The establishment of the Indonesian NCFF was with its theme: strengthening the NCFF to promote public policy in favor of family farming in order to improve the dignity and welfare of men and women of small farmers and to achieve food sovereignty in Indonesia. While the specific objectives were as follows: (1) increased participation of family farmers’ organizations in government program and public services of pro poor and small scale farmers at multilevel, (2) strengthened capacity/roles of the NCFF in promoting and engaging active policy dialogue/consultation in favor of the sustainable development of agriculture system based on family farming, (3) recognition of the NCFF by the policy making institutions through its regular representation at national policy-making processes.
In the period of 2016-2018, the NCFF has been trusted by the Challenge Funds to conduct its activities based on its themes and objectives. The activities in the period of 2016-2018 included: (1) internal NCFF meetings (regular coordination-consolidation and annual members meetings), (2) study/research on the reality of the family farmers in Indonesia and developed National Guideline for the Agricultural System Based on Family Farming, (3) Development of advocacy instrument and materials, and communication campaign, (4) Policy workshops on Public Policy in favor of Family Farming in 5 provinces, (5) Monitoring and Evaluation, including writing the best practices of family farming practices related to public policy of 4 villages.
Until 2018, when the UNDFF was officially announced at the UN general assembly, and followed by the preparation of National Action Plan (NAP) drawn up by the government, the NCFF was increasingly recognized for its presence and roles by the Food Security Agency of the Ministry of Agriculture, the focal point of UNDFF implementation in Indonesia. Therefore, since the founding of the NCFF in 2014 until now, this platform is increasingly recognized by some circles from the government either at the village level, district level, provincial and national levels, and by other civil organizations in Indonesia as well.
- Initiatives, policies and programs
Since 2016 till now, the NCFF had composition members which are NGOs, family farming organizations (FFO, including fishers union), and researchers, note: some individuals are working with government. The NCFF has initiated various initiatives with the Food Security Agency, the Ministry of Agriculture, civil society organizations (NCFF non-members), the Ministry of Village, and the Ministry of Children Protection and Women Empowerment.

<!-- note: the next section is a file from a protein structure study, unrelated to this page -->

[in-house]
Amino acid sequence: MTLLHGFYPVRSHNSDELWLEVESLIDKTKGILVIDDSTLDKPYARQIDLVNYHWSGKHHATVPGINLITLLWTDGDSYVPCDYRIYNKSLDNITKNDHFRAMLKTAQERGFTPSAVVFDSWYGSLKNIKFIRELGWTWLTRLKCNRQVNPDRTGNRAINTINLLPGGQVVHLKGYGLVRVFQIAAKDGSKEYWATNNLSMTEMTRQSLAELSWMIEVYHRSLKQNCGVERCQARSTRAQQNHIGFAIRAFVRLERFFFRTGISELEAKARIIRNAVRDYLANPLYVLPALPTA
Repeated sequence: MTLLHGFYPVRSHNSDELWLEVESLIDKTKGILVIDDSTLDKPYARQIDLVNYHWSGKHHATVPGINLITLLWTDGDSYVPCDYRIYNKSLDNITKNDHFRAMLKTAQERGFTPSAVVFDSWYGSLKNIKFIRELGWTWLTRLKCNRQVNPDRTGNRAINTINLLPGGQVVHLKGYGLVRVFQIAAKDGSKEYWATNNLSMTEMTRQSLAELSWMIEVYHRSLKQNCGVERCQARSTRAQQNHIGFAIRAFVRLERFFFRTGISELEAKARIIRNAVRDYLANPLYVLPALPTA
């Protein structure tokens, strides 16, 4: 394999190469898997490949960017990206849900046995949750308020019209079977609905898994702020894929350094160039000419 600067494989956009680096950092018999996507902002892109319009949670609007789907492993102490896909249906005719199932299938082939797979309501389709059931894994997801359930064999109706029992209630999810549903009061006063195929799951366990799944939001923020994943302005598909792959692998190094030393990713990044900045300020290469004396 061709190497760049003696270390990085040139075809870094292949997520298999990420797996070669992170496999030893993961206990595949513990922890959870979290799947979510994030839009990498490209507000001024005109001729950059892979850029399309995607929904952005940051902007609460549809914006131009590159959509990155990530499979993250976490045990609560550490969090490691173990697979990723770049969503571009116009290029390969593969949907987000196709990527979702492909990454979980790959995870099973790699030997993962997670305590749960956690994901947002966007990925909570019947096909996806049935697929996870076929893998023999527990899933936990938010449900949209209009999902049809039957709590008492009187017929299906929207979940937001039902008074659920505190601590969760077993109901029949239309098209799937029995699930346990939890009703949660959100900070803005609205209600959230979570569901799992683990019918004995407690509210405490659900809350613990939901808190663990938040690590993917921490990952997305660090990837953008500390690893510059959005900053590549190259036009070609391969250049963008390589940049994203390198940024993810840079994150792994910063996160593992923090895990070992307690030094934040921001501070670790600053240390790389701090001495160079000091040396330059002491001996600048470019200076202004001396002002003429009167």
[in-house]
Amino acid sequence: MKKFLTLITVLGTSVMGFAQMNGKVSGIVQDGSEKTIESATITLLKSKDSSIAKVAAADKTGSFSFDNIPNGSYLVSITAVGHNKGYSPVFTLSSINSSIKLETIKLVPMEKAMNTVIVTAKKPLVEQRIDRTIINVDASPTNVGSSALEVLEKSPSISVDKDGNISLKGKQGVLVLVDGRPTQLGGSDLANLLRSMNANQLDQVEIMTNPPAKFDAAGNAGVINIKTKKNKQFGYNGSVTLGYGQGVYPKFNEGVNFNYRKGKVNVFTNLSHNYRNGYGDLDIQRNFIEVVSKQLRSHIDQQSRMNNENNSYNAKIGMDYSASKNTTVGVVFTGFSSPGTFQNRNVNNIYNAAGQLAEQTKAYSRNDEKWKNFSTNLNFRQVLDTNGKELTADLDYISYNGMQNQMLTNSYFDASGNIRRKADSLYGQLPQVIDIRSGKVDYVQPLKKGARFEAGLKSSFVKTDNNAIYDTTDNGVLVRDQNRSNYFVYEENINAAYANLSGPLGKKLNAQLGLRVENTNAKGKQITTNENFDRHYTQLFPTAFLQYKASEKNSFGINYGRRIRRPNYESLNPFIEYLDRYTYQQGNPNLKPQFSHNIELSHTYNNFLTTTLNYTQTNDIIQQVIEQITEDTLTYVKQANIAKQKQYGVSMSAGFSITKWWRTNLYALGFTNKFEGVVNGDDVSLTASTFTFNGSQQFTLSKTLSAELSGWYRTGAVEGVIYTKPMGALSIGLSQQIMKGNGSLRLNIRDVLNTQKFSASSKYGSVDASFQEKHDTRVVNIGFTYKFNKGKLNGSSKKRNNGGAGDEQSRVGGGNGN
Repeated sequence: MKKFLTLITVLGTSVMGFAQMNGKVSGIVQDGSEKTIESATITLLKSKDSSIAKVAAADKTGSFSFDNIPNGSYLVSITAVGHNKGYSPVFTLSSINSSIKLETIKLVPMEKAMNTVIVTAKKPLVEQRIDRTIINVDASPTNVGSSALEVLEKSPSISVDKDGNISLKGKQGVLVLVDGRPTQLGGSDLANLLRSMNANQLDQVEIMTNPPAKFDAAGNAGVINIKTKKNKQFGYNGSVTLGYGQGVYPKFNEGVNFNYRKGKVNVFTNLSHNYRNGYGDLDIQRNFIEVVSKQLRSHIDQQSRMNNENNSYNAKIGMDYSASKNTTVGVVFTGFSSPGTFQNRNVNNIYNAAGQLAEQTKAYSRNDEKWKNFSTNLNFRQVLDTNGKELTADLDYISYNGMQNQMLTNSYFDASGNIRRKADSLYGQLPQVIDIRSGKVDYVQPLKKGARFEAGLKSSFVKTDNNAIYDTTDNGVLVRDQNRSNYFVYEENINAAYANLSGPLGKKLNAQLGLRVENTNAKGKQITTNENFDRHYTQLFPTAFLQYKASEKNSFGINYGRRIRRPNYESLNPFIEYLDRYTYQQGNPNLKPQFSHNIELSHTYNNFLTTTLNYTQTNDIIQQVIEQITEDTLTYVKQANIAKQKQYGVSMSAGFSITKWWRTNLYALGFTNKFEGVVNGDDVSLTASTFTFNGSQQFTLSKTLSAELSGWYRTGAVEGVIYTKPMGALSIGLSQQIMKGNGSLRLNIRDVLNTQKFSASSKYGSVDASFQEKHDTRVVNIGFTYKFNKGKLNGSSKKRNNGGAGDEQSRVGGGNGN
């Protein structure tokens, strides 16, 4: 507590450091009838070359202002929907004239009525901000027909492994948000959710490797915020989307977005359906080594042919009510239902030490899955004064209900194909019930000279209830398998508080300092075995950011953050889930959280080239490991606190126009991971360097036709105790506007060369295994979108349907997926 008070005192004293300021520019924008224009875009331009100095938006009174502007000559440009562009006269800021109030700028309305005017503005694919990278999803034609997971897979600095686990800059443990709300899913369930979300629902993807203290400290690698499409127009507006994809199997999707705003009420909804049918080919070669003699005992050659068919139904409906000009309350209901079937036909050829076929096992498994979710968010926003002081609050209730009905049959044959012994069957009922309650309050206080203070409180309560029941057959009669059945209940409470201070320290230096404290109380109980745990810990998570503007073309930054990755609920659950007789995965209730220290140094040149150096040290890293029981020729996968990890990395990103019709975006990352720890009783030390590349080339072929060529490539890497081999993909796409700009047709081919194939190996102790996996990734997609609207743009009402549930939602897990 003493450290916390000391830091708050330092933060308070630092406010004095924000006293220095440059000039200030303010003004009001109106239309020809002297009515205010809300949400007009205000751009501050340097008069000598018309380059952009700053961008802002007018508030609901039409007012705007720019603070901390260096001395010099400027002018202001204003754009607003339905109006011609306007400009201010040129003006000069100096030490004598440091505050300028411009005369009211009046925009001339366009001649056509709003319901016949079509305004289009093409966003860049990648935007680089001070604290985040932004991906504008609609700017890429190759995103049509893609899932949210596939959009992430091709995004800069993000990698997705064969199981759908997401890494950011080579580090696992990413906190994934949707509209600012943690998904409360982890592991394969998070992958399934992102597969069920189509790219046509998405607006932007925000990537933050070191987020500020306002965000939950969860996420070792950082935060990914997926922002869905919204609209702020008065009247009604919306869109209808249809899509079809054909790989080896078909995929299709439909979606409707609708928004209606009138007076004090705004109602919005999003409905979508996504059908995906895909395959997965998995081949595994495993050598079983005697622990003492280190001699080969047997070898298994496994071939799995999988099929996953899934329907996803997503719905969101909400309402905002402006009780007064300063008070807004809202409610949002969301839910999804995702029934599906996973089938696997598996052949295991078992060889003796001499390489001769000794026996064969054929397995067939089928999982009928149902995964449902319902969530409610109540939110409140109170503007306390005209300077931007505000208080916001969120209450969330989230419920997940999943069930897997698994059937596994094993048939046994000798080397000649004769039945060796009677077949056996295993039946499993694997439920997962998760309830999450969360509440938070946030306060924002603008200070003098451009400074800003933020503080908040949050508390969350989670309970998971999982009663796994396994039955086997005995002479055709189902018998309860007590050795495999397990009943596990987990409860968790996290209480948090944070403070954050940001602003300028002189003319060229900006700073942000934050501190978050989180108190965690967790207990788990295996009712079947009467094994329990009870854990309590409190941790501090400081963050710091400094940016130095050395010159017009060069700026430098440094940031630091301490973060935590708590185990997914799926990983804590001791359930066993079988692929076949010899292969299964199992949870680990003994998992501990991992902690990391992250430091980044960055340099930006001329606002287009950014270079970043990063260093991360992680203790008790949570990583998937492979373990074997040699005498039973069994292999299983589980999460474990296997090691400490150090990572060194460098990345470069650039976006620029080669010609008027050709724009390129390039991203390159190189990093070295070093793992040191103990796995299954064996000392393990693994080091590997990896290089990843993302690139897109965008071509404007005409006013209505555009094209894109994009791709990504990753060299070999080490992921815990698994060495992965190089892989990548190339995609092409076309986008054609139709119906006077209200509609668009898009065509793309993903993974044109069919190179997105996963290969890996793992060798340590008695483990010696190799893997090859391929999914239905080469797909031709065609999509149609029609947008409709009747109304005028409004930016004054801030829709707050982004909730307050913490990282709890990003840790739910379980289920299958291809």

In 2019, it was the first time when the information of the drafting NAP shared by the Foreign Cooperation Bureau of the MoA. The Bureau and the NCFF then had positive discussion and sharing information regarding the drafted NAP. Finally, in mid of 2019 the document of NAP was launched by the Bureau where the NCFF was actively took part in the event.
In late 2019, there was an information coming up that the NAP was transferred to the Food Security Agency of the MoA. Later on, the NCFF was informed that the Food Security Agency is the focal point of the implementation of the UNDFF. Several month later, in November 2019, an official national launch of the new NAP was conducted by the Agency. Up to now, the NAP has been improving since it is a life document, said the Food Security Agency. The NCFF was then engaged in the Agency as member of Special Working Group of the Food Security under the Agency. But the discussion regarding the NAP which engages the NCFF is still limited.
As member of the Special Working Group of the Food Security, the NCFF has delivered the proposal to the improvement of the NAP. This is the concern of the NCFF that many key issues related to family farming, mostly the access to land, farmers’ institutional matters that are not accommodated in the NAP yet. The agrarian reform promised by the government is not yet fulfilled with land still undistributed. While the access to the government program by family farmers’ organizations are still very limited due to the understanding of the terms of famers’ organization stated in the national law of Protection and Empowerment of the Farmers. The law was actually judicially reviewed by CSOs and FFOs in 2012, but some government institutions are still lack of understanding to the articles revised. Not to mention, there is also different understanding of family farming definition and related activities as the implementation of it created by the government.